ArtsAutosBooksBusinessEducationEntertainmentFamilyFashionFoodGamesGenderHealthHolidaysHomeHubPagesPersonal FinancePetsPoliticsReligionSportsTechnologyTravel

Red Winged Black Bird-On the Attack

Updated on November 9, 2014
Red Winged Black Bird
Red Winged Black Bird | Source

The Red Winged Black Bird looks harmless but looks can be deceiving! I have such a bird living in my backyard and raising his family in the cattails at the edge of my lake. Why they build their nest so low to the ground is beyond me but I will say he is ever vigilant and attacks me whenever I attempt to pull weeds or plant flowers in my berm.

I have felt him graze my back and have heard the flapping of his wings so close to my ears that I was certain he was going to land on my head! Yesterday I decided to take a bright yellow rubber kneeling pad for gardeners to the berm with me. I waved it over my head the whole time I was working out there.

I'm sure I looked liked a lunatic (and my arm was pretty achy) but it worked! He stayed on the branch and did one of his irritating danger calls continuously but he didn't attack me.

The Red Winged Black Bird

  • The male Red Winged Black Bird is about 8 inches long and weighs about 2 ounces.
  • He's black with a red shoulder patch bordered below by a yellow stripe on his wings.
  • The female has a brown streaky coat and is much more dowdy looking.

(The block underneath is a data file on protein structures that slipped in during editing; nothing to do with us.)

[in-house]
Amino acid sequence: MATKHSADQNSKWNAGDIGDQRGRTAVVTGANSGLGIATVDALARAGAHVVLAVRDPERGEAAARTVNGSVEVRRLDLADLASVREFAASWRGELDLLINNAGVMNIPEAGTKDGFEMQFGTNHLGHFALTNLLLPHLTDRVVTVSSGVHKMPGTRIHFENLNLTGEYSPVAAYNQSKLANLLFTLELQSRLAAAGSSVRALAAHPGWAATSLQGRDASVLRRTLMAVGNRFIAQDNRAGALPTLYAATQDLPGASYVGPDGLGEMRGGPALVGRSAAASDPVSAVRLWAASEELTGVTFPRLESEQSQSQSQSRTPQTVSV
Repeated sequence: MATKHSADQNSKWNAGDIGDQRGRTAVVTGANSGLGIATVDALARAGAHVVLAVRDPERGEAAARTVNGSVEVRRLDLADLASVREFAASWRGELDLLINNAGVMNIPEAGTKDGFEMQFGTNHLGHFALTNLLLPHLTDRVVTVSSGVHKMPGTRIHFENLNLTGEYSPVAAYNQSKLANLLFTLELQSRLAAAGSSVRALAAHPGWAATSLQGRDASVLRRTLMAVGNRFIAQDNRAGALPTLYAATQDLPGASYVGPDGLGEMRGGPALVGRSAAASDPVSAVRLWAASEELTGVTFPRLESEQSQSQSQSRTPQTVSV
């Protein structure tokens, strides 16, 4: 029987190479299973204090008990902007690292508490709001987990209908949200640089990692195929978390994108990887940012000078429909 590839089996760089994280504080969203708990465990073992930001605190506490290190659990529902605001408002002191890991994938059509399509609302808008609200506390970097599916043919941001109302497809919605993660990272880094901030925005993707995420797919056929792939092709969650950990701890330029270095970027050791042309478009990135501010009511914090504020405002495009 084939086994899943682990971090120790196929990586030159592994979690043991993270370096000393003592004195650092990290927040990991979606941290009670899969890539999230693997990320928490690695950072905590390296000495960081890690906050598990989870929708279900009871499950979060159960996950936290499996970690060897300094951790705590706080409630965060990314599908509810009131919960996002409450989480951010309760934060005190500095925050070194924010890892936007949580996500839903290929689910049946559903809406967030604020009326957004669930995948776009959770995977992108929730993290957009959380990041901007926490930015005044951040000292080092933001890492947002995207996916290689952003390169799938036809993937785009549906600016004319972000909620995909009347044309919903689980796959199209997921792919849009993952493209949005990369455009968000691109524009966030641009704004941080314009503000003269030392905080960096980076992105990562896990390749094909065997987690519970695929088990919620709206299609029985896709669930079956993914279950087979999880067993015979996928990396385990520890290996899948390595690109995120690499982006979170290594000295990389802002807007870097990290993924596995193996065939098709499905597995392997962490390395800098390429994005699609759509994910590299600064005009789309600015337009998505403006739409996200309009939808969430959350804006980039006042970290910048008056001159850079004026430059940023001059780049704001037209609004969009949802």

• These birds migrate south for the winter and return in the spring.
  • As it turns out the male is polygamus and has up to 10 females that he mates with!
  • He may have up to five nests in a small area that he is hovering around and protecting.
  • They are attracted to bodies of water, low lying marshes and bogs and that's where they build their nests.
  • By mid-June their nests have been settled and that's when the attacks begin.

Red Winged Black Bird Attacks in the City of Chicago

Apparently the attacks in the City of Chicago are worse than those in the suburban areas. They are attacking city workers and pedestrians walking down Michigan Avenue.

There is a particularly aggressive bird that has been nick-named "Hitchcock" after "The Birds" director. One woman walking down a Chicago street said "Hitchcock" flew down, pecked her head, grabbed her hair and flew away. She said many of her co-workers found a new route home or wear a helmet if they need to pass the territory he's guarding.

The Red Winged Black Birds are swooping down and pecking at Bikers and Joggers along Lake Michigan Shores. People need to be watchful in the parks and around ponds.

I was reading a cyclists' forum where people were discussing ways to thwart the attacks so they could concentrate on riding safely. One person suggested sticking "eyes" on the back of their helmet because the Red Winged Black Bird only attacks from the back but would be less likely to attack if the helmet was "looking at him". From what I have read those are words of wisdom.